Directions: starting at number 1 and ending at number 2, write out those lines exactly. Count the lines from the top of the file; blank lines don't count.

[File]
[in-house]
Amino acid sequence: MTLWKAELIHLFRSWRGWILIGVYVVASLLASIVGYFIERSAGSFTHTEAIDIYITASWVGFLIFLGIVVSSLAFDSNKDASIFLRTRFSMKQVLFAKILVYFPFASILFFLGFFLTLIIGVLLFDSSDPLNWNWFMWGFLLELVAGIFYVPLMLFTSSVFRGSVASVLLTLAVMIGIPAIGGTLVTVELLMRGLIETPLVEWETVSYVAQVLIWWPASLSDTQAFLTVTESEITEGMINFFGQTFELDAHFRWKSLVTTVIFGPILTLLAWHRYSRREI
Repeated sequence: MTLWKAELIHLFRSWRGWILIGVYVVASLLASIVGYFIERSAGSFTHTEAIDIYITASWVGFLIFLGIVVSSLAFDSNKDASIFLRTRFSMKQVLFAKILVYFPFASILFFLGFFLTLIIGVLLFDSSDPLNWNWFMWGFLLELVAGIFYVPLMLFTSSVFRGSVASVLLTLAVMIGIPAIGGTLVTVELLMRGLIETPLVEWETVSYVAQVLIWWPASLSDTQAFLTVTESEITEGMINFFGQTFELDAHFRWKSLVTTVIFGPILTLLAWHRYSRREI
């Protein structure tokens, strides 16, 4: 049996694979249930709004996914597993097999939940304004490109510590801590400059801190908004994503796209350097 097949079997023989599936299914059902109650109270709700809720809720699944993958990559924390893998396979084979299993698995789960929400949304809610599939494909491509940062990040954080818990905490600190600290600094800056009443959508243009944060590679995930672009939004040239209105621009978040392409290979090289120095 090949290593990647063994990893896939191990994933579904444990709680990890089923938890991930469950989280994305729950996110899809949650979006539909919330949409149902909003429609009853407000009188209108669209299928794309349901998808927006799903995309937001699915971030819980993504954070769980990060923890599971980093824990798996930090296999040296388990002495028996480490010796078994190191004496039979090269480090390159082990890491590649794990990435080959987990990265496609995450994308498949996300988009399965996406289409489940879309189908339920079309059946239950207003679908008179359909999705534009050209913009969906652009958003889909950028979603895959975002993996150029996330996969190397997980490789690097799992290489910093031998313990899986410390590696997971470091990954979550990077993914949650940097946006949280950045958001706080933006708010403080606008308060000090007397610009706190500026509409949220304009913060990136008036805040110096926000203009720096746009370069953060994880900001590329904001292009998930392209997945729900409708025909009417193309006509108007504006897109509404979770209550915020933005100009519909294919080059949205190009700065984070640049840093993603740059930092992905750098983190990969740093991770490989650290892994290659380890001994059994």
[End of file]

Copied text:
[in-house]
Amino acid sequence: MTLWKAELIHLFRSWRGWILIGVYVVASLLASIVGYFIERSAGSFTHTEAIDIYITASWVGFLIFLGIVVSSLAFDSNKDASIFLRTRFSMKQVLFAKILVYFPFASILFFLGFFLTLIIGVLLFDSSDPLNWNWFMWGFLLELVAGIFYVPLMLFTSSVFRGSVASVLLTLAVMIGIPAIGGTLVTVELLMRGLIETPLVEWETVSYVAQVLIWWPASLSDTQAFLTVTESEITEGMINFFGQTFELDAHFRWKSLVTTVIFGPILTLLAWHRYSRREI